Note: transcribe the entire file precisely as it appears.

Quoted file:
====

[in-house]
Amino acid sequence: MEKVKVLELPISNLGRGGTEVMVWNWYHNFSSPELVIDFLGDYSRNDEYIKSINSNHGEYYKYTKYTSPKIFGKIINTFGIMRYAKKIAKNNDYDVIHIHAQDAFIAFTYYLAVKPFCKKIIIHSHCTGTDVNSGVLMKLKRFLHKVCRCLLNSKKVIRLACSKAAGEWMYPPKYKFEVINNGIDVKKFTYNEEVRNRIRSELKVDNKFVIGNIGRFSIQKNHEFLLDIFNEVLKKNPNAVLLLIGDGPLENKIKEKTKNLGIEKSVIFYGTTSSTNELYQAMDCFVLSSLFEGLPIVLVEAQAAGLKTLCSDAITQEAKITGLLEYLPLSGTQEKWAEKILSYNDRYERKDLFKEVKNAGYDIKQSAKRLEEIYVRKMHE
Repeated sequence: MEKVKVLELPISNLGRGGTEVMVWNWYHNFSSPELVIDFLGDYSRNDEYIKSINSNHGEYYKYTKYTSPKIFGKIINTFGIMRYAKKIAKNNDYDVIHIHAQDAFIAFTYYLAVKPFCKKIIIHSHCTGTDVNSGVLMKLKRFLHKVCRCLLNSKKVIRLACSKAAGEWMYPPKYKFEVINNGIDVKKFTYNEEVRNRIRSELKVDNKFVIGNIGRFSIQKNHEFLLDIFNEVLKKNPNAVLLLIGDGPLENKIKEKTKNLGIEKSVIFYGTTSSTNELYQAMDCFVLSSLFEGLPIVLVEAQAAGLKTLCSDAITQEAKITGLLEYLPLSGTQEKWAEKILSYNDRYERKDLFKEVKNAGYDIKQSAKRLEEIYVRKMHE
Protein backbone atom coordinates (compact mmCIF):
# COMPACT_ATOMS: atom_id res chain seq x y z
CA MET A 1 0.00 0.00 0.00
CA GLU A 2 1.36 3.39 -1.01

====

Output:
[in-house]
Amino acid sequence: MEKVKVLELPISNLGRGGTEVMVWNWYHNFSSPELVIDFLGDYSRNDEYIKSINSNHGEYYKYTKYTSPKIFGKIINTFGIMRYAKKIAKNNDYDVIHIHAQDAFIAFTYYLAVKPFCKKIIIHSHCTGTDVNSGVLMKLKRFLHKVCRCLLNSKKVIRLACSKAAGEWMYPPKYKFEVINNGIDVKKFTYNEEVRNRIRSELKVDNKFVIGNIGRFSIQKNHEFLLDIFNEVLKKNPNAVLLLIGDGPLENKIKEKTKNLGIEKSVIFYGTTSSTNELYQAMDCFVLSSLFEGLPIVLVEAQAAGLKTLCSDAITQEAKITGLLEYLPLSGTQEKWAEKILSYNDRYERKDLFKEVKNAGYDIKQSAKRLEEIYVRKMHE
Repeated sequence: MEKVKVLELPISNLGRGGTEVMVWNWYHNFSSPELVIDFLGDYSRNDEYIKSINSNHGEYYKYTKYTSPKIFGKIINTFGIMRYAKKIAKNNDYDVIHIHAQDAFIAFTYYLAVKPFCKKIIIHSHCTGTDVNSGVLMKLKRFLHKVCRCLLNSKKVIRLACSKAAGEWMYPPKYKFEVINNGIDVKKFTYNEEVRNRIRSELKVDNKFVIGNIGRFSIQKNHEFLLDIFNEVLKKNPNAVLLLIGDGPLENKIKEKTKNLGIEKSVIFYGTTSSTNELYQAMDCFVLSSLFEGLPIVLVEAQAAGLKTLCSDAITQEAKITGLLEYLPLSGTQEKWAEKILSYNDRYERKDLFKEVKNAGYDIKQSAKRLEEIYVRKMHE
Protein backbone atom coordinates (compact mmCIF):
# COMPACT_ATOMS: atom_id res chain seq x y z
CA MET A 1 0.00 0.00 0.00
CA GLU A 2 1.36 3.39 -1.01